After eight years of intricate excavation, recovery, and restoration, a remarkable 3,300-year-old wooden yoke from a Late Bronze Age settlement in Este, Veneto, northern Italy, has been presented to the public.
This rare discovery, initially found in 2015 during an archaeological survey for the SNAM methane pipeline project in the Via Comuna area of Este, is garnering attention for its historical significance and the detailed restoration process it underwent.
The wooden yoke, believed to date back to the 14th-13th century BCE, was part of a stilt house settlement in the region. Although initially discovered in 2015, the delicate restoration process, involving radiocarbon dating and dendrochronological analysis, took almost eight years. The Padua Superintendency officially unveiled the wooden relics from the Atestino site at Palazzo Folco in 2023.
The archaeological investigations leading to this discovery were conducted as part of the preliminary work for the SNAM methane pipeline expansion. The area was selected for its rich archaeological remnants, and to the surprise of researchers, evidence of a well-structured Bronze Age settlement emerged. Radiocarbon and dendrochronological testing of the wooden fragments revealed the community’s existence between the mid-13th and 14th century BCE, marking the first organized Bronze Age settlement in the Este area.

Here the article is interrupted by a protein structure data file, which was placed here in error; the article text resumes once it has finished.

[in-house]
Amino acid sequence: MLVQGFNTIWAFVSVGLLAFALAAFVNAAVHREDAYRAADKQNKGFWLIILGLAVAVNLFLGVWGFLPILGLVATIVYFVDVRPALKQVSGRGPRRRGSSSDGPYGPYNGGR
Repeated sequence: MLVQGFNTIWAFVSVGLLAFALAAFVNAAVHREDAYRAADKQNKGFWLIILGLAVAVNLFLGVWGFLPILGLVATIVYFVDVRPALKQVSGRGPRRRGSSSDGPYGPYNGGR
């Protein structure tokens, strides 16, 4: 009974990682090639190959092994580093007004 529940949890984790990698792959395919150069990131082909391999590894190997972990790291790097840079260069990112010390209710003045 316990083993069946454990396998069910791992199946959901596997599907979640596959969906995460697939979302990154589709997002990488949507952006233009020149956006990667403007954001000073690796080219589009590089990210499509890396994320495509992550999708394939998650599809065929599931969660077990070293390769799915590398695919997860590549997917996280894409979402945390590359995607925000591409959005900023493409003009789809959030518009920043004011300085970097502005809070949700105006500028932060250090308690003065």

The standout artifact, a wooden yoke, was designed as a head yoke, likely used for tethering a pair of draft animals, probably oxen. This yoke would be attached to the animals’ necks and secured to their horns with leather straps or ropes. The yoke, significantly smaller than later versions, indicated that domesticated bovines in Bronze Age northern Italy were smaller than their descendants. An ancient repair on the yoke, where a tooth had been replaced, adds an intriguing layer of historical insight into the practices of the time.
The Este region was marshy during the Bronze Age, prompting inhabitants to construct pile dwellings over the water. The muddy conditions contributed to the preservation of wood and organic materials for thousands of years. The carefully excavated sections of soil, including the wooden artifacts, were transported to the Central Institute for Restoration in Rome. Here, specialists engaged in a meticulous process of micro-excavation, PEG treatment, and controlled drying to stabilize the waterlogged wood in a lab setting.
The yoke, although a focal point, is not the sole discovery from the site. Another crafted wooden object with an unidentified purpose and two coils of wood initially thought to be bases for baskets have also been found.